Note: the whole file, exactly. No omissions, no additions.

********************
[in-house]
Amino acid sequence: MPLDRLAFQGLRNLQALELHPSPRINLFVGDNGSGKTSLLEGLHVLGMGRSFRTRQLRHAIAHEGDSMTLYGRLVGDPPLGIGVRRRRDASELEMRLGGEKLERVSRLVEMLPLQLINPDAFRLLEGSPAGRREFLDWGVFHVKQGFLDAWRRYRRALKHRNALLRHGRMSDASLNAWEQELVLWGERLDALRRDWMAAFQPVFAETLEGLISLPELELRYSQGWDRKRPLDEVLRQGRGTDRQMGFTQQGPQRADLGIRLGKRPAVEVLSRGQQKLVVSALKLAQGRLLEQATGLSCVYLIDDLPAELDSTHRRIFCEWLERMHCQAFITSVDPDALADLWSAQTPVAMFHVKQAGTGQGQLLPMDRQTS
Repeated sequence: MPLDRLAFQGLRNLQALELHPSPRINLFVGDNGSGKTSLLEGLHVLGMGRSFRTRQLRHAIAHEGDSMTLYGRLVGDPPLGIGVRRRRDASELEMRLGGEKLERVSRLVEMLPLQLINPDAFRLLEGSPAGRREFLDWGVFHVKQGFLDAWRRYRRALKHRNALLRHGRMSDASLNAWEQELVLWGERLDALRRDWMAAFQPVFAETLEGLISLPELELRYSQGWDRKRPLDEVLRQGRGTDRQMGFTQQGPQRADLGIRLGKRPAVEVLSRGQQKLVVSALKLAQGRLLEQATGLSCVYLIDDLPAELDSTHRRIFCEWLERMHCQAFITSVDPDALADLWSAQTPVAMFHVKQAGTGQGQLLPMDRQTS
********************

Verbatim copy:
[in-house]
Amino acid sequence: MPLDRLAFQGLRNLQALELHPSPRINLFVGDNGSGKTSLLEGLHVLGMGRSFRTRQLRHAIAHEGDSMTLYGRLVGDPPLGIGVRRRRDASELEMRLGGEKLERVSRLVEMLPLQLINPDAFRLLEGSPAGRREFLDWGVFHVKQGFLDAWRRYRRALKHRNALLRHGRMSDASLNAWEQELVLWGERLDALRRDWMAAFQPVFAETLEGLISLPELELRYSQGWDRKRPLDEVLRQGRGTDRQMGFTQQGPQRADLGIRLGKRPAVEVLSRGQQKLVVSALKLAQGRLLEQATGLSCVYLIDDLPAELDSTHRRIFCEWLERMHCQAFITSVDPDALADLWSAQTPVAMFHVKQAGTGQGQLLPMDRQTS
Repeated sequence: MPLDRLAFQGLRNLQALELHPSPRINLFVGDNGSGKTSLLEGLHVLGMGRSFRTRQLRHAIAHEGDSMTLYGRLVGDPPLGIGVRRRRDASELEMRLGGEKLERVSRLVEMLPLQLINPDAFRLLEGSPAGRREFLDWGVFHVKQGFLDAWRRYRRALKHRNALLRHGRMSDASLNAWEQELVLWGERLDALRRDWMAAFQPVFAETLEGLISLPELELRYSQGWDRKRPLDEVLRQGRGTDRQMGFTQQGPQRADLGIRLGKRPAVEVLSRGQQKLVVSALKLAQGRLLEQATGLSCVYLIDDLPAELDSTHRRIFCEWLERMHCQAFITSVDPDALADLWSAQTPVAMFHVKQAGTGQGQLLPMDRQTS